4. Lack of focus or misalignment with what is important to digital incumbents: One of the primary drivers of the anticipated growth of the digital fashion industry was the dramatic shift of Gen Z and Gen Alpha into interactive virtual spaces (games and similar digital experiences). However, too many of these marketing plays do not matter to gamers and are transparent cash grabs. Oftentimes, people hired into “Head of Metaverse” roles did not come from games (nor did they play them). A better way to describe these current strategists are digital natives that come from fashion; there is a fundamental lack of understanding of what gamers actually want and will pay for.

How to Move Forward

The digital fashion industry is showing some early signs that there is potential for it to break out of the hamster wheel it has been stuck in since 2022. Early adopters Gucci, Dior, and Louis Vuitton made quiet changes to their approach to digital fashion during their fashion weeks in Milan, London, and Paris; they cut out the blockchain and crypto-focused terminology while still taking advantage of the technological benefits.

Last June, Dior re-introduced the concept of hardware-enabled sneakers (first done by Nike in 2018) with a blockchain twist through the B33 sneaker. While Dior touted that the shoes contained an encrypted digital key that allows the owner to access a “personal, secure platform offering dedicated services”, to translate, this just meant that the shoe contained an NFC chip that gave the owner access to a blockchain-secure way to verify authenticity.

More importantly, to highlight, no part of this technology (NFC chips, blockchain) has really changed in the last decade. NFC chips were invented in the 1980s and the proliferation of this technology has progressed to the point where you can buy them on Amazon. What has changed, however, is how the technology is used and marketed by brands.

There are three things that we think should be taken into consideration by brands as they iterate on the next phase of digital fashion.

  1. Less runway, more every day: There needs to be a significant shift to move away from flashy, “one-off” luxury items into experiential products. Technology is a tool that should be used to achieve a goal (e.g., increase LTVs by increasing customer engagement with the brand between purchases to the likelihood of repurchasing); it cannot be used as a tip-of-the-spear to sustainably appeal to consumers. For example, the most practical tool to date has been blockchain as an authentication tool. Combined with NFC chips, fitness trackers, and other smart devices, tech-enabled fashion has so much potential to grow in spaces across fandom/loyalty and games.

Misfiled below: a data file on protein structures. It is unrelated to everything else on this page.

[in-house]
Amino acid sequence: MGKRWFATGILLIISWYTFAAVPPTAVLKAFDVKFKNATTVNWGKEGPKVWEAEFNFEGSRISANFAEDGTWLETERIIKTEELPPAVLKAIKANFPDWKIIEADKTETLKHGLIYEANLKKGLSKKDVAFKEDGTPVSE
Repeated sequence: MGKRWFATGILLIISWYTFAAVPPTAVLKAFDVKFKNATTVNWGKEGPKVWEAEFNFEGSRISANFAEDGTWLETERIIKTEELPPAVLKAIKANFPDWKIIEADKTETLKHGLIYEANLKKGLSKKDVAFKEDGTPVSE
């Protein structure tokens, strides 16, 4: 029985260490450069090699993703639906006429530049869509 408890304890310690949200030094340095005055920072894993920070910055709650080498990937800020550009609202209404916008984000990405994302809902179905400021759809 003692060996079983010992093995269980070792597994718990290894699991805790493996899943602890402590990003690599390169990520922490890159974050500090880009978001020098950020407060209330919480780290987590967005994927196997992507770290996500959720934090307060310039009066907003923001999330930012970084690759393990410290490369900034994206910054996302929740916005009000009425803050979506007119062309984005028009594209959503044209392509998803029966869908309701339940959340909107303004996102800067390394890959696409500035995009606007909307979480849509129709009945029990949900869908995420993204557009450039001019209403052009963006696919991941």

2. Refocus on high-growth audiences: To date, the priority of a majority of digital fashion products has been to cater to the digitally savvy cohort of existing luxury customers or fashion-forward blockchain natives. This needs to change - in order to grow this market, there needs to be an introduction of labels and experiences that are relevant to younger audiences.
  3. Partner with gaming: The ability to showcase and use digital fashion within games and digital spaces provides the utility required to make exclusivity mean something. Brands should more aggressively partner with gaming companies, distribution platforms, or gaming-incumbent creators to ensure their digital fashion products (blockchain-based or not) matters to gamers.

Takeaway: While digital fashion rode the wave of blockchain interest in 2021 and 2022, it is clearly in decline and lacks consumer and investor interest today. In order to become relevant and achieve any meaningful stake in the digital consumer space, the average consumer needs to experience true daily utility (vs high net worth digital collectibles). The industry cannot continue down the NFT collection-driven path; the already small base of customers will continue to dwindle due to the lack of value, community buy-in, and relevance.

However, there is hope for digital fashion. If the industry can shed the hype-chasing collectible wave that got it here, and instead expand into experiential enablement by embracing real (daily/weekly) utility and focus on the demographics relevant to digital-enabled products. We believe that the hope for digital fashion lies in its inevitable partnership with the video gaming industry. If that happens, we can envision a viable (and lucrative) path forward for the digital fashion industry. Until then, it will remain irrelevant.

Digital Fashion Failures

Digital fashion is failing to deliver innovative products and experiences